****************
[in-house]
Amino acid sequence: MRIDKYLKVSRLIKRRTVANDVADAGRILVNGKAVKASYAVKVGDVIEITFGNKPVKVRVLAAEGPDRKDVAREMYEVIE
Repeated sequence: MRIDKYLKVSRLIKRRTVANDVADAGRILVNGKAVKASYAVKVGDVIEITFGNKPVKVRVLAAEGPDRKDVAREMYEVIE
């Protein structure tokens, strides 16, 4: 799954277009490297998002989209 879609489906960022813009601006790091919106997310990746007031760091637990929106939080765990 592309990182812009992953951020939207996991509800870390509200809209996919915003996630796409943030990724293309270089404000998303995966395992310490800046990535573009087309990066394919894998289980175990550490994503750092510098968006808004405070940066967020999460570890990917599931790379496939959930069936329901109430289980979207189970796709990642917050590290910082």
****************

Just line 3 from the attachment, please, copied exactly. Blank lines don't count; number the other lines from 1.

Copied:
Repeated sequence: MRIDKYLKVSRLIKRRTVANDVADAGRILVNGKAVKASYAVKVGDVIEITFGNKPVKVRVLAAEGPDRKDVAREMYEVIE